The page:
Heart failure is relatively uncommon among younger adults, but associated risks – like smoking, high blood pressure, and diabetes – can have a profound impact, according to a study in the BMJ. Researchers reviewed data from 24,675 adults who participated in one of three longitudinal cardiovascular health studies. They categorized adults into four age groups: young (younger than age 55), middle aged (ages 55-64), old (ages 65-74), and elder (ages 75 and older).
They found young adults were the least likely to develop heart failure, but any cardiovascular-related risks had a notable influence on their risk. For example, 138 out of 11,599 young adults, 1%, developed heart failure compared to 412 out of 2,299, 18%, of elder adults. However, high blood pressure correlated with a three times greater risk for heart failure among younger adults compared to a 1.4 times greater risk for adults ages 75 and older. Obesity, diabetes, and smoking were also associated with greater heart failure risks among younger study participants compared to older adults. These types of cardiovascular risks were associated with 75% of heart failure incidents in younger adults compared to 53% of heart failure incidents in elders.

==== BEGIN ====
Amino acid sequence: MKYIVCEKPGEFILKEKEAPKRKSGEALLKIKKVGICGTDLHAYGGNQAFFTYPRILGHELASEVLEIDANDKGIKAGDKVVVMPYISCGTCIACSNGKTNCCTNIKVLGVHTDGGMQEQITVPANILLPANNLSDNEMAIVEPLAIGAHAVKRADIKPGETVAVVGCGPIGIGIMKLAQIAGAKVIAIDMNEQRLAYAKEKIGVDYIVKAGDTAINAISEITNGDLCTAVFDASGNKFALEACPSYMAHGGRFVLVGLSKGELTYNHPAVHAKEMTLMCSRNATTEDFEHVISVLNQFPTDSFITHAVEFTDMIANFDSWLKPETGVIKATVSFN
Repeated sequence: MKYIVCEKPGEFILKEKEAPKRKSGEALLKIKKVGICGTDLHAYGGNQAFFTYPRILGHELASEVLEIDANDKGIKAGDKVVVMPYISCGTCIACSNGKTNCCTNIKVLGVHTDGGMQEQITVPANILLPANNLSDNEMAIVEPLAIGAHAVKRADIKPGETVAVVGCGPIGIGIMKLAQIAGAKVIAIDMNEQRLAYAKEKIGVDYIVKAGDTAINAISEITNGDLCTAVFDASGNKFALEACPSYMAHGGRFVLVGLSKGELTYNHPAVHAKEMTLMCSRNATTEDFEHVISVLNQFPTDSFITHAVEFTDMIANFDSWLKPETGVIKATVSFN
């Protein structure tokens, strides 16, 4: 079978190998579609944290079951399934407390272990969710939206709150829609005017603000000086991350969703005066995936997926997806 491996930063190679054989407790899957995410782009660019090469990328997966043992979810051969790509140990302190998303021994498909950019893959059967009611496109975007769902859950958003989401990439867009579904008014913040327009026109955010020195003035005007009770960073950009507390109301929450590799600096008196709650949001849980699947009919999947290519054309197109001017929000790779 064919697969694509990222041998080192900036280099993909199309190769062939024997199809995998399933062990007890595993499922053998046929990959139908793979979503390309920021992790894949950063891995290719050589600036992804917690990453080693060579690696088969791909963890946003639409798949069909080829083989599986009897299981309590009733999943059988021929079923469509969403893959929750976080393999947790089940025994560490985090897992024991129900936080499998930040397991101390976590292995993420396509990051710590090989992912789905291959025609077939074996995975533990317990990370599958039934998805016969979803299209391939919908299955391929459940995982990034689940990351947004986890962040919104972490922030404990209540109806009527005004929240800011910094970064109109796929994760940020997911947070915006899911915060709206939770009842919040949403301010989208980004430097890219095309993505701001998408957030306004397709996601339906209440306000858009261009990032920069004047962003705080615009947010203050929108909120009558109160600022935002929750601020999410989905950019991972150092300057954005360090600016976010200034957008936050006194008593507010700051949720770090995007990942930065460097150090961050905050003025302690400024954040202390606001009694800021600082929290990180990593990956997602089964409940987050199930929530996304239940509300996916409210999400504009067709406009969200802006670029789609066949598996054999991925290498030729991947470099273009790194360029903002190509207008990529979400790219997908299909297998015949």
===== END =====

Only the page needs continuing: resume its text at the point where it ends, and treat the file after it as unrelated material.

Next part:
The findings highlight the importance of preventive efforts to reduce the risk of heart failure at every age and across the adult life course, the researchers concluded. The study was partially supported by the NHLBI.